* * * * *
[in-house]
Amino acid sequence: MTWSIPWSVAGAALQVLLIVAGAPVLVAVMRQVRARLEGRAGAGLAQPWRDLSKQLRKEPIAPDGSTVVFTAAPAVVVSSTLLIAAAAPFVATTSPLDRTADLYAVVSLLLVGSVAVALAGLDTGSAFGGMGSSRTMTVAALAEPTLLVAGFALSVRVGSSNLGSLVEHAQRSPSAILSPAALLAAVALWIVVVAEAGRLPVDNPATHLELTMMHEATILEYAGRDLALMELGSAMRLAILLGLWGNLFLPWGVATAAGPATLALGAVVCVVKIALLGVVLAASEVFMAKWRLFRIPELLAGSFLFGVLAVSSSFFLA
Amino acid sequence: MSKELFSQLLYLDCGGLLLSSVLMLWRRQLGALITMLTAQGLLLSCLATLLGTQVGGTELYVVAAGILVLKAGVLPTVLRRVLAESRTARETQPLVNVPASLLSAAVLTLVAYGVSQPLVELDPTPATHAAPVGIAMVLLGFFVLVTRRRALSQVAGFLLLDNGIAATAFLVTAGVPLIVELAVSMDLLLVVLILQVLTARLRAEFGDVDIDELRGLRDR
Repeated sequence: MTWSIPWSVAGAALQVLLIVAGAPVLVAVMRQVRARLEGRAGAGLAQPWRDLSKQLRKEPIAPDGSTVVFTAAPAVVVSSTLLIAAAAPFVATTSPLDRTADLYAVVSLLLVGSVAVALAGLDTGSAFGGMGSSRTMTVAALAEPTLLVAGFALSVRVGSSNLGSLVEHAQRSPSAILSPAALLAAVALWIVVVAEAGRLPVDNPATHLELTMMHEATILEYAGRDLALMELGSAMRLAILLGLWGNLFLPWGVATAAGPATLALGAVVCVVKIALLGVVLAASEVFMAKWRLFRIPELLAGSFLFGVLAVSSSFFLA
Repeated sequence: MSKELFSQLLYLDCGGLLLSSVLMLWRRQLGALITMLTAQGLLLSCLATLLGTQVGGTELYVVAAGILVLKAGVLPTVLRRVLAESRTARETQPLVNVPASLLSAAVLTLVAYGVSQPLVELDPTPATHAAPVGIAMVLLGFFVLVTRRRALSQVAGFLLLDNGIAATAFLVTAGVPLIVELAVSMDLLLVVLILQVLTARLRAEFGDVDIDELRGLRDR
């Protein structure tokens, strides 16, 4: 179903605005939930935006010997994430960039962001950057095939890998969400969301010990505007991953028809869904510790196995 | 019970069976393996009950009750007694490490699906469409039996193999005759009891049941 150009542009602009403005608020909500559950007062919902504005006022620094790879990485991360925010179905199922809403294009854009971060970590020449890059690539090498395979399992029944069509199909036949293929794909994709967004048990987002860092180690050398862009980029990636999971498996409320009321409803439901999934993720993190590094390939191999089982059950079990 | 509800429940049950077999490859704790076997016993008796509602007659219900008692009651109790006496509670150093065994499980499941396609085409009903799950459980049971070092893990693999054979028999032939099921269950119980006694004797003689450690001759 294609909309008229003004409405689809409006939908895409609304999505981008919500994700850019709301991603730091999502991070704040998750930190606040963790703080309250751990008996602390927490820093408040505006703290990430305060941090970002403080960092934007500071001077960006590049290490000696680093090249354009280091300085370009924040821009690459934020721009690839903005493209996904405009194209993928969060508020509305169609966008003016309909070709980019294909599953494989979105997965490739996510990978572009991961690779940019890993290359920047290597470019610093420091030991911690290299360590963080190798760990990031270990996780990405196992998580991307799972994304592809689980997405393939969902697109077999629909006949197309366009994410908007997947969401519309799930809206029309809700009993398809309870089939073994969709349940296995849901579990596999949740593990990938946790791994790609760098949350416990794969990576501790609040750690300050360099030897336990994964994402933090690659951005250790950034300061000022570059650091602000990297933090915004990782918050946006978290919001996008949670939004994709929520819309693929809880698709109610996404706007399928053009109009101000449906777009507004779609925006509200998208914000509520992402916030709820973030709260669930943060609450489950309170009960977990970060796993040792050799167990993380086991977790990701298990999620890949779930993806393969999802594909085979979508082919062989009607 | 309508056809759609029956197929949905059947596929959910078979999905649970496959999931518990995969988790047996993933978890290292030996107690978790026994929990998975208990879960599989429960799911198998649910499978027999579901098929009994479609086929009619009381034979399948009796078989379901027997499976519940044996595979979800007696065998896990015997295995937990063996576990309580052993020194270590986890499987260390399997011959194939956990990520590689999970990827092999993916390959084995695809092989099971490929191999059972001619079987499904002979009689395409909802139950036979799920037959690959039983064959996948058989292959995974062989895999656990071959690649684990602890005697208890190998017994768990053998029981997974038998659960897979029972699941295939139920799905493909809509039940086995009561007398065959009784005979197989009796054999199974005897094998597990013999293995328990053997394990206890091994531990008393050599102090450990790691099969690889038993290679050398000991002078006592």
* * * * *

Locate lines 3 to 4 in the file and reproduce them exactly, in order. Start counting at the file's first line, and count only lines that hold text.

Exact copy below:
Amino acid sequence: MSKELFSQLLYLDCGGLLLSSVLMLWRRQLGALITMLTAQGLLLSCLATLLGTQVGGTELYVVAAGILVLKAGVLPTVLRRVLAESRTARETQPLVNVPASLLSAAVLTLVAYGVSQPLVELDPTPATHAAPVGIAMVLLGFFVLVTRRRALSQVAGFLLLDNGIAATAFLVTAGVPLIVELAVSMDLLLVVLILQVLTARLRAEFGDVDIDELRGLRDR
Repeated sequence: MTWSIPWSVAGAALQVLLIVAGAPVLVAVMRQVRARLEGRAGAGLAQPWRDLSKQLRKEPIAPDGSTVVFTAAPAVVVSSTLLIAAAAPFVATTSPLDRTADLYAVVSLLLVGSVAVALAGLDTGSAFGGMGSSRTMTVAALAEPTLLVAGFALSVRVGSSNLGSLVEHAQRSPSAILSPAALLAAVALWIVVVAEAGRLPVDNPATHLELTMMHEATILEYAGRDLALMELGSAMRLAILLGLWGNLFLPWGVATAAGPATLALGAVVCVVKIALLGVVLAASEVFMAKWRLFRIPELLAGSFLFGVLAVSSSFFLA